Financial Technology FinTech Report benefits and challenges to the UK
There is no doubt of the global power of Financial Technology (FinTech). This hybrid term describes the application of digital technology to financial services and has been disrupting the way financial organisations work, execute, relate with their customers and how they act 360.
POST the British Parliament‘s in-house source of independent, balanced and accessible analysis of public policy issues related to science and technology has been doing an excellent work of reporting research in relation to major topics in Science and Technology within the website parliament.uk/.
POST – The Parliamentary Office of Science and Technology released a powerful and synthetic report on Fintech activity in the UK on May 24, 2016, done by Authors: Lydia Harriss; Samuel Bayliss. This exceptional report manages as few to summary what is going on in the sector and reviews how and why FinTech is being used, and the benefits and challenges it presents to the UK economy and financial organisation.
FinTech in UK is changing the types of financial services available, who can access them, and how. The British Government has been one of the global leading innovators in this sector and sees FinTech as an opportunity to create jobs and economic growth. The report estimates suggest that in 2015, the UK FinTech was worth roughly £6.6bn in annual revenue and employed directly around 61,000 people.
This briefing POST report focuses on four emerging and critical areas of FinTech:
- Alternative finance – such as peer-to-peer lending, which enables consumers and companies to obtain loans without using a bank.
- Data analytics – which can be applied to an individual’s financial data to give them low-cost automated financial advice.
- New payments methods – such as apps, which allow transactions to be made with a smartphone.
- Distributed ledger technology (e.g. blockchain) – which enables new ways of recording and executing transactions.
FinTech is presenting consumers, businesses, and governments with new products and services. It has the potential to be used as a tool to help regulate businesses, and could help to increase access to financial services for some.
Some other excellent highlights of this report are the display how FinTech is changing the types of financial services available, who can access them, and how. For example:
- alternative finance such as peer-to-peer lending allows consumers or firms to obtain loans without using a bank
- data analytics can be applied to an individual’s financial data to give them low-cost automated financial advice
- new payment methods, such as apps, allow transactions to be made with a smartphone
- distributed ledger technology (e.g. blockchain) enables new ways of recording and executing transactions.
The British Government wants the UK to be the world’s leading FinTech center. It sees FinTech as an opportunity to create jobs and economic growth. The estimates suggest that in 2015, UK FinTech:
- was worth roughly £6.6bn in annual revenue;
- employed around 61,000 people;
- attracted approximately £524m of investment.
However, FinTech also presents its challenges. Digital financial services require a secure way for different parties to prove their identity online, which is important for establishing the trust needed to perform transactions and mitigate against identity crime (such as fraud). In addition, FinTech may be difficult to access for the digitally excluded – i.e. people who do not have the skills or technology to use digital services.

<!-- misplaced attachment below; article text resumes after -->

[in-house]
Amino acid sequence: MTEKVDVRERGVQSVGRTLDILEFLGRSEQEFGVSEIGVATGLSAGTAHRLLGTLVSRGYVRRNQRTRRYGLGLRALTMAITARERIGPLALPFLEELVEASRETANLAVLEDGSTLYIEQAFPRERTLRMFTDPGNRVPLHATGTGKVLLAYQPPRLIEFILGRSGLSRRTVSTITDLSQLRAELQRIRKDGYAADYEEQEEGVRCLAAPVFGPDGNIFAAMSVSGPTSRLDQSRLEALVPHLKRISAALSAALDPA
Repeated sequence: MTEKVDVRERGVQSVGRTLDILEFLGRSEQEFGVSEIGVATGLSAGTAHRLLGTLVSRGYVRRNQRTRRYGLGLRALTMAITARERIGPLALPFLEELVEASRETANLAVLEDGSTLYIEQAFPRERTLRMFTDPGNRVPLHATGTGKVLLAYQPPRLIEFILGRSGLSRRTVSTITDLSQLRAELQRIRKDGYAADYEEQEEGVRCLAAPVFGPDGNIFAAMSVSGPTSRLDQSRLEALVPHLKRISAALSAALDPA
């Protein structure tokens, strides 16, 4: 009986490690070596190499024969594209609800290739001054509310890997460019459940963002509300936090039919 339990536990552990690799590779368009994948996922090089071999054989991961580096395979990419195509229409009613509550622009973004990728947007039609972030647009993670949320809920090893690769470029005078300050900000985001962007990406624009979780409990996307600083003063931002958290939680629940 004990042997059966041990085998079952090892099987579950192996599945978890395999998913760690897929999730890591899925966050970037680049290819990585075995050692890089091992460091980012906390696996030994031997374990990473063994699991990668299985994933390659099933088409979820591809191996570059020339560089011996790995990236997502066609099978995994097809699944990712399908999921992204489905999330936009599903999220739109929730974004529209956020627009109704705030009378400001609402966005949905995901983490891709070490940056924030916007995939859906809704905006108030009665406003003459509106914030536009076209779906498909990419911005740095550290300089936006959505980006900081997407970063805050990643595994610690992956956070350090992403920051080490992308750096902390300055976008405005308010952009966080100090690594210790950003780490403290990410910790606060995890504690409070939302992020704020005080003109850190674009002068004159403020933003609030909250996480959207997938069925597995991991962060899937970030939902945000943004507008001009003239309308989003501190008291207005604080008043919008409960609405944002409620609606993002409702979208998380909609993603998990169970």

The report overview identifies the following areas related with Fintech in the UK market:
- FinTech is providing new financial services, including crowdfunding, mobile payments and distributed ledgers such as blockchain.
- FinTech can reduce costs and increase convenience for consumers and firms, and enhance competition among businesses.
- Challenges for regulators include how to protect consumers, yet enable innovation.
FinTech can increase access to financial services for some, but it is unclear how widespread the benefits will be.
- New uses of data through FinTech raises questions over privacy and data security.
- Digital financial services require secure user identification, which can be hard to achieve.
Interesting the summary about distributed ledgers – Blockchain
“Distributed ledgers are digital records that can be shared among many different locations or users, without needing to have a central intermediary.70,71 The characteristics of distributed ledgers vary, but all involve distributed and secure information sharing (Box 3).72 DLT was originally developed for digital currencies73 (the blockchain ledger, which underpins Bitcoin), and these currencies remain the main use of the technology (POSTnote 475). However, DLT could be used more broadly (Box 4),74 and outside of FinTech,70 since it provides a way of creating securely shared records for essentially any asset or transaction. An estimate suggests that globally, DLT firms attracted around $490m (£350m) in early-stage investment in 2015.75 DLT research is receiving support from public funding bodies.76,77”
Some of the box highlights in this report that synthesises perfectly what is going in the Financial industry Fintech areas:
Other excellent insights POST provides in balanced and accessible overviews of research from across the biological, physical and social sciences, and engineering and technology. POST place the findings of this research in a policy context for Parliamentary use. You can find the research and reports in the bellow links: